Feds Illustrate Likely Cause Of Upper Big Branch Mine Blast



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Investigators from the Mine Safety and Health Administration today briefed reporters on what they believe caused the Upper Big Branch mine explosion that killed 29 in West Virginia last April.

Their working theory about the blast confirmed much of what we've already reported in our stories this morning and last Friday.

Methane gas, they said again, started it all, although they could not identify the specific source of the methane. As we've reported before, Upper Big Branch is an especially gassy mine and methane seeps in from the coal seam, the mined out area behind it and cracks in the mine floor.

Using video and slides to illustrate their findings, they also noted that small methane fires or ignitions are not uncommon in coal mines and typically do not cause massive explosions.

This video from the National Institutes of Occupational Safety and Health provides a primer on how methane ignitions start and how they're typically controlled or quenched by properly operating safety systems:

But at Upper Big Branch, maintenance and equipment failures allowed the methane ignition to persist.

Take the longwall mining machine itself, a behemoth more than three football fields long: Its cutting tool, a monstrous drum with carbide-tipped teeth, was so poorly maintained that some of the teeth were worn to steel nubbins, as this photo shows:

That led to excessive sparking, investigators said, as the cutting tool, which is called a shearer, cut into a sandstone layer in the coal. Normally, water sprayers shower the shearer and the area in front of the coal seam. The spray controls coal dust and sparks but the water sprayers weren't fully functional on April 5.

Investigators tested the water sprayers on the shearer just before Christmas and this video shows the results:

With such little water, a lot of sparks and methane, an ignition developed and it persisted. The failure of the water sprayers left coal dust in the air. And as this mine map shows, investigators found excessive coal dust throughout the area affected by the blast:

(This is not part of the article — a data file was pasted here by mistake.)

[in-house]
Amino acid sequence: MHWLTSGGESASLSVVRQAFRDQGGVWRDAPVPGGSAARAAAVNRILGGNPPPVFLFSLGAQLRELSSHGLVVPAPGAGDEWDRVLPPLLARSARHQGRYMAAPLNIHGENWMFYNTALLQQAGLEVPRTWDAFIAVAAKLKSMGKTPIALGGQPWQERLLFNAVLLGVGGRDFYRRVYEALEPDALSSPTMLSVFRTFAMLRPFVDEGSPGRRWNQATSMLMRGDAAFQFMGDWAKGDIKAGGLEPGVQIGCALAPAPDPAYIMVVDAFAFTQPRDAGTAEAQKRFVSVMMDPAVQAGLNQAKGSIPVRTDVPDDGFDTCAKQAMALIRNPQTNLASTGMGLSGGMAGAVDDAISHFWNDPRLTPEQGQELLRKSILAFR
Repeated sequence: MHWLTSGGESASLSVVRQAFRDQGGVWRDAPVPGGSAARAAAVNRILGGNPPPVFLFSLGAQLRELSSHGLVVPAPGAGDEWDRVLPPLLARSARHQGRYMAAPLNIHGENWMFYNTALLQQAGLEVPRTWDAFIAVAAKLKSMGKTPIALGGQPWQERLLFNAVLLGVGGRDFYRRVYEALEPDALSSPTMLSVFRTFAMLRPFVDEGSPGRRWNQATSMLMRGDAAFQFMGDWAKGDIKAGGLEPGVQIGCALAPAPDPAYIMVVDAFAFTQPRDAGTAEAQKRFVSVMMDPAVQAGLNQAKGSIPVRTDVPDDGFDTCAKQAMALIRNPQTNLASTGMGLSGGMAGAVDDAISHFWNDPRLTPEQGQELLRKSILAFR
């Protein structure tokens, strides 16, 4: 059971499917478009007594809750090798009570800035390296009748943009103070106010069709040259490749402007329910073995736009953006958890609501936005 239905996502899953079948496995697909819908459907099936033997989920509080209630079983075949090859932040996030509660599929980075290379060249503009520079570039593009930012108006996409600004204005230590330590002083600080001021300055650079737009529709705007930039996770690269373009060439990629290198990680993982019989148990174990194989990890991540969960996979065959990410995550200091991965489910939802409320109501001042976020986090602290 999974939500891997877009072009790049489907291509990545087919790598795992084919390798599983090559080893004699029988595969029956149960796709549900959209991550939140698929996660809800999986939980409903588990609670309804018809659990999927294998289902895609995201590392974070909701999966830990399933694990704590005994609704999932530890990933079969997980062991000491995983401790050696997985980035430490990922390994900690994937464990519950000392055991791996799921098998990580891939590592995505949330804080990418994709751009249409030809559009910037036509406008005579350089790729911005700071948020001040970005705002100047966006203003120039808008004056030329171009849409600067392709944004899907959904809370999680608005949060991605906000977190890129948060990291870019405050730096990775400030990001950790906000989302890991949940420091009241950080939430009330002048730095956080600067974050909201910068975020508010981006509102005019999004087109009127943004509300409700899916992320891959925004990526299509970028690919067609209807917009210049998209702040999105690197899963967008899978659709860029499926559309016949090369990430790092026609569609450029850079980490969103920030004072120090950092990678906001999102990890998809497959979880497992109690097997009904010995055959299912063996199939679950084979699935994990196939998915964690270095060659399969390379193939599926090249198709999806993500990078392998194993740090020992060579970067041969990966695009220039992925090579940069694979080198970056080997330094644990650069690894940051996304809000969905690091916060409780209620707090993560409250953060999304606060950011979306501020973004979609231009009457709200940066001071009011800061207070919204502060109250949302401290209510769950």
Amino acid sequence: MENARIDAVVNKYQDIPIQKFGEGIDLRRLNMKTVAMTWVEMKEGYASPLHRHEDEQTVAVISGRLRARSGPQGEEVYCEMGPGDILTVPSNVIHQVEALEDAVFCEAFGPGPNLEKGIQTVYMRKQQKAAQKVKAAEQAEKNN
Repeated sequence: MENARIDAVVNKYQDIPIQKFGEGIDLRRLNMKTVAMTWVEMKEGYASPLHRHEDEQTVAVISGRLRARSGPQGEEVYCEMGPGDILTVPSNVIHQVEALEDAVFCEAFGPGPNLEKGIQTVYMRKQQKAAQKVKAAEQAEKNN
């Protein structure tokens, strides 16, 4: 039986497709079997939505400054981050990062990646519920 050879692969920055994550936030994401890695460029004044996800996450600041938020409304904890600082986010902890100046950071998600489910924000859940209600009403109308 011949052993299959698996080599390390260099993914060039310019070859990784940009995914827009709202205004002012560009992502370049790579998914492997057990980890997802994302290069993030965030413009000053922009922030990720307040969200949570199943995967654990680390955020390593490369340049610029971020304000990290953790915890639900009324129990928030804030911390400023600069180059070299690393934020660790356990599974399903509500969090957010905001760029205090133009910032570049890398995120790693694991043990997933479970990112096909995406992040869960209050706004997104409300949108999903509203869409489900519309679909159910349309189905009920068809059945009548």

Coal dust, investigators believe, provided the fuel that turned this small methane ignition into a fiery concussive force that traveled more than two miles underground and took 29 lives along the way.

"We still stand by our point that all mine explosions are preventable," concluded Kevin Stricklin, MSHA's mine safety chief.

The maintenance and equipment failures "should have been caught [by Massey Energy] during normal operations," said Joe Main, assistant labor secretary for mine safety and health, rejecting the notion that MSHA's inspection process may have failed.

In a statement, Massey Energy Vice President and General Counsel Shane Harvey repeated the company's theory that a massive and natural infusion of methane or natural gas was the sole cause of the explosion.

"We do not currently believe that there were issues with the bits or the sprays on the shearer that contributed to the explosion," Harvey said. "We likewise do not believe that coal dust played a meaningful role in the explosion."

MSHA's briefing included a series of slides that purportedly refute Massey's theory about the blast.

(Click here to see more of the reporting that Howard Berkes and other NPR journalists have been doing about Mine Safety In America — including their reports about the April 5 disaster at Massey Energy's Upper Big Branch coal mine in West Virginia, where 29 miners died.)

Copyright 2016 NPR. To see more, visit http://www.npr.org/.


This video from the National Institutes of Occupational Safety and Health provides a primer on how methane ignitions start and how they're typically controlled or quenched by properly operating safety systems.

Copyright NPR. View this article on npr.org.



Nine months after a deadly coal-mine disaster in West Virginia, federal investigators finally laid out in detail today their working theory for what caused the blast.